Rare Bangladesh Olive Ridley turtles 'need protection'

Olive Ridley turtle At this time of the year Olive Ridleys come on to the beach to breed (Photos: Gias Uddin/Prothom Alo)

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Conservationists in Bangladesh have urged the government to take immediate steps to protect endangered Olive Ridley turtles.

Their call comes after at least 25 Olive Ridleys were washed up dead over the last week near the beaches of Cox's Bazaar and on Saint Martin Island.

Many of the turtles had been entangled in fishing lines.

From October to March, thousands of Olive Ridleys come ashore from the deep sea to lay their eggs.

"The Olive Ridley turtles play a crucial role in the marine eco-system. Only the female turtles come to the shores so if they are killed in large numbers then it will have an impact on their population," Prof Mohammad Shah Alam of Chittagong University told the BBC.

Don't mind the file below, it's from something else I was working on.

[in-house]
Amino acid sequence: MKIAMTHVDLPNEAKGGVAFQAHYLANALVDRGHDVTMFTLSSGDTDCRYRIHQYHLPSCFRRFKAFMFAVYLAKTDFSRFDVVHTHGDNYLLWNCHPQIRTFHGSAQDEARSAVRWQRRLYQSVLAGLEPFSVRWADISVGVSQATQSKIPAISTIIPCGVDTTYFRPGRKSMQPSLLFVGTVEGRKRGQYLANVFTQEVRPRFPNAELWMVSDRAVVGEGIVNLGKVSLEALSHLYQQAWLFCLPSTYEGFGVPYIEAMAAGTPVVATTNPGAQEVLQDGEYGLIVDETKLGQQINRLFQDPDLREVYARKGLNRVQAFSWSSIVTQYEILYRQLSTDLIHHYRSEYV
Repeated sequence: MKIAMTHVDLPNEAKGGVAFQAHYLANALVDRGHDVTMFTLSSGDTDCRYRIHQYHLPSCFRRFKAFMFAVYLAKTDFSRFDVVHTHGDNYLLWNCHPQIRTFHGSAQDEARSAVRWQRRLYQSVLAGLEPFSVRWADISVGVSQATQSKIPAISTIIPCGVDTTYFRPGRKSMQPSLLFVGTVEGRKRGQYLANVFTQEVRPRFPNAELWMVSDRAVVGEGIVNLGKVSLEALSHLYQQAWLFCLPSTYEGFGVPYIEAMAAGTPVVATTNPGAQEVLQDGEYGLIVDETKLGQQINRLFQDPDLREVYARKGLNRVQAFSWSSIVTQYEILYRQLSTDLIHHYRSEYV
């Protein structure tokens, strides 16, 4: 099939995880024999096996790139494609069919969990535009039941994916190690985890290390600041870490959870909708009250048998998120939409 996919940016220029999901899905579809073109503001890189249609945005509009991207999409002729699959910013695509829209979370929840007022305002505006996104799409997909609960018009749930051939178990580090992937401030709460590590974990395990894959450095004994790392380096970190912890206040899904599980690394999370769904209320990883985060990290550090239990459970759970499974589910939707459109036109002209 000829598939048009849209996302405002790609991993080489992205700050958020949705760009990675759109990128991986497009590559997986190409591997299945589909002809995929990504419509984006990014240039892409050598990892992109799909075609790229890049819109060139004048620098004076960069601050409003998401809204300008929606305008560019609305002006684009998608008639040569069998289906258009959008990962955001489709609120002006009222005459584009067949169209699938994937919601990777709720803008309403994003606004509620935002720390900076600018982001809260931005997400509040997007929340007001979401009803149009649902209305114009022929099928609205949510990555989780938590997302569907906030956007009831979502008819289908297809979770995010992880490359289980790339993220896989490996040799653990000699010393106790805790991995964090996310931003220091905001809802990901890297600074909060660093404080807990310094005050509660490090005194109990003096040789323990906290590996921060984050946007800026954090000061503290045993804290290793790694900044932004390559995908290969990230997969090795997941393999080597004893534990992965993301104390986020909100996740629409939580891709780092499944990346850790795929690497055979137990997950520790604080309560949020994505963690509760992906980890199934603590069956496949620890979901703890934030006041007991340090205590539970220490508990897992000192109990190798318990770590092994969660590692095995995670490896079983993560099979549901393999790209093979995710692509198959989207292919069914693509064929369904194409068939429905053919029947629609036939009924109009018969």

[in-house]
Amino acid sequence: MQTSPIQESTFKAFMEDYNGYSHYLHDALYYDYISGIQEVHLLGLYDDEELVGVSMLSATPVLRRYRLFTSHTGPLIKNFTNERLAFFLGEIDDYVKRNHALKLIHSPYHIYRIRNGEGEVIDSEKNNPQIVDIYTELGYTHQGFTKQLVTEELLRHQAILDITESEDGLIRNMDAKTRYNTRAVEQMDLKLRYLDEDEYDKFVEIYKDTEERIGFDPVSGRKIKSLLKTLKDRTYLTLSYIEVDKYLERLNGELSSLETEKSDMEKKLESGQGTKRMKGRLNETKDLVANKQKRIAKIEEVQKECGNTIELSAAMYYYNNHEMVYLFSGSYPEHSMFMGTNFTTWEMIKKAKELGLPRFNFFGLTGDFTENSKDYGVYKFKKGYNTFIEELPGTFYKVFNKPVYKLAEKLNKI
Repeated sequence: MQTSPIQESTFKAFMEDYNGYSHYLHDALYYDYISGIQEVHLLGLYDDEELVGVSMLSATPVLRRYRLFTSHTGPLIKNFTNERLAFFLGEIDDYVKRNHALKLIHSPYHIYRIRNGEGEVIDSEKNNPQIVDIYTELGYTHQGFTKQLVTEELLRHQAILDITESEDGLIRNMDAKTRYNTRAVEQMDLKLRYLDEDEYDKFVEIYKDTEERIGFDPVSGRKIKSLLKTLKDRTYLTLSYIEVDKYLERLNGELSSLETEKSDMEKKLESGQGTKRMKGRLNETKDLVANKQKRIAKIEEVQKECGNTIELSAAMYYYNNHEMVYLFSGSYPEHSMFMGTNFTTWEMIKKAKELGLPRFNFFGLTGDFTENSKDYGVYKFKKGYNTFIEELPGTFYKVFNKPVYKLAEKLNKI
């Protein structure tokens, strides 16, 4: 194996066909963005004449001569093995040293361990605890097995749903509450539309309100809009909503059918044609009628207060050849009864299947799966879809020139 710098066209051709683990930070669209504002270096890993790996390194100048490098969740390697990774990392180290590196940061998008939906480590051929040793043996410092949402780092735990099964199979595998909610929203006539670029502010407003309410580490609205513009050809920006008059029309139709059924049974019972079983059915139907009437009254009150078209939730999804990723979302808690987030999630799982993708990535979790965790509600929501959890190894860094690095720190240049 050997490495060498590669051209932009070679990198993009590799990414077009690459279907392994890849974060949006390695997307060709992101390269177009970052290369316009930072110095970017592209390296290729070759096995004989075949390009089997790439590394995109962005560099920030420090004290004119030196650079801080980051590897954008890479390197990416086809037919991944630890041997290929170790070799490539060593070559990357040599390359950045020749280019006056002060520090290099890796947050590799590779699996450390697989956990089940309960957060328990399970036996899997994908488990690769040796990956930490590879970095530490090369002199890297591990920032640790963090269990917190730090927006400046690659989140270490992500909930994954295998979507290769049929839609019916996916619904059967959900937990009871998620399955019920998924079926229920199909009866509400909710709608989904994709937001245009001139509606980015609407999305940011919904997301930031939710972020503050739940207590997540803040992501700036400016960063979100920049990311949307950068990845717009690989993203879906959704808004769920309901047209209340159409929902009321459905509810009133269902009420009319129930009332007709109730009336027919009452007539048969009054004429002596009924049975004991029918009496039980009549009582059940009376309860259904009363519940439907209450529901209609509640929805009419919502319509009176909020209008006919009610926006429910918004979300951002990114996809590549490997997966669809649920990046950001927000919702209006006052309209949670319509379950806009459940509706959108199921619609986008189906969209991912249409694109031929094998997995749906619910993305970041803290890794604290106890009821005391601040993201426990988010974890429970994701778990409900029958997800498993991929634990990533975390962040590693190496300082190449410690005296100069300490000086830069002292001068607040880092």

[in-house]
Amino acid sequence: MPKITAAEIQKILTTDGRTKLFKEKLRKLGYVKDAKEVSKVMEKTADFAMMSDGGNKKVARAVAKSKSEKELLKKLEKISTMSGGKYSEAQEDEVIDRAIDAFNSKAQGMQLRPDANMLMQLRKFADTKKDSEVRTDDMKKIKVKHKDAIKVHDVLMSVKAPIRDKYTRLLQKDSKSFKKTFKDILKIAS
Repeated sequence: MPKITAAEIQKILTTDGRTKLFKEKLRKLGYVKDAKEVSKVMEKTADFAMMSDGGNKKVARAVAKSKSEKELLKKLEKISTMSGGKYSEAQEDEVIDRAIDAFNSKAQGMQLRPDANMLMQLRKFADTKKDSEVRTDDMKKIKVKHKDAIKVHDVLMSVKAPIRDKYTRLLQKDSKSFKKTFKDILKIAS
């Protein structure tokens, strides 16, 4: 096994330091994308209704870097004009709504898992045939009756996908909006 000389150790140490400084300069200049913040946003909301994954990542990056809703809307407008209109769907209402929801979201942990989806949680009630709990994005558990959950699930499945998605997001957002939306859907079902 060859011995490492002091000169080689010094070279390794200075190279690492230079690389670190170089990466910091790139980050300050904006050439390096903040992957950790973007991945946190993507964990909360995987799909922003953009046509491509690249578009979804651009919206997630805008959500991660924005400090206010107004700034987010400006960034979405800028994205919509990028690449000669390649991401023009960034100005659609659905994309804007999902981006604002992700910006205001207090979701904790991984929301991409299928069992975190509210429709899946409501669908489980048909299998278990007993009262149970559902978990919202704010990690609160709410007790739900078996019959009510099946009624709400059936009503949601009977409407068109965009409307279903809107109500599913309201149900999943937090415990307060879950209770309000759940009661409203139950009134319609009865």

While many turtles die after getting entangled in fishing nets, some are killed by fishermen who say the turtles damage their equipment.

"From our conversation with local fishermen we understand that more than a 100 turtles were killed in the last two months," Mohammed Sharifuddin, a government official in the southern Teknaf area, told the BBC.

"We are trying to raise awareness among the locals not to kill these turtles."

Conservationists say that there are five main species of turtle - Green Turtles, Olive Ridleys, Logger Heads, Hawksbills and Leatherbacks - and all are currently found within Bangladesh's maritime boundaries.

According to campaign groups, the Olive Ridleys are endangered because of their relatively high mortality rates - they are particularly susceptible to industrial pollution in coastal areas and sometimes stray dogs attack them or eat their eggs.

Senior wildlife department officials say that plans are now afoot to declare beaches frequented by turtles as marine protected areas. They say that more guards will be deployed on these beaches.

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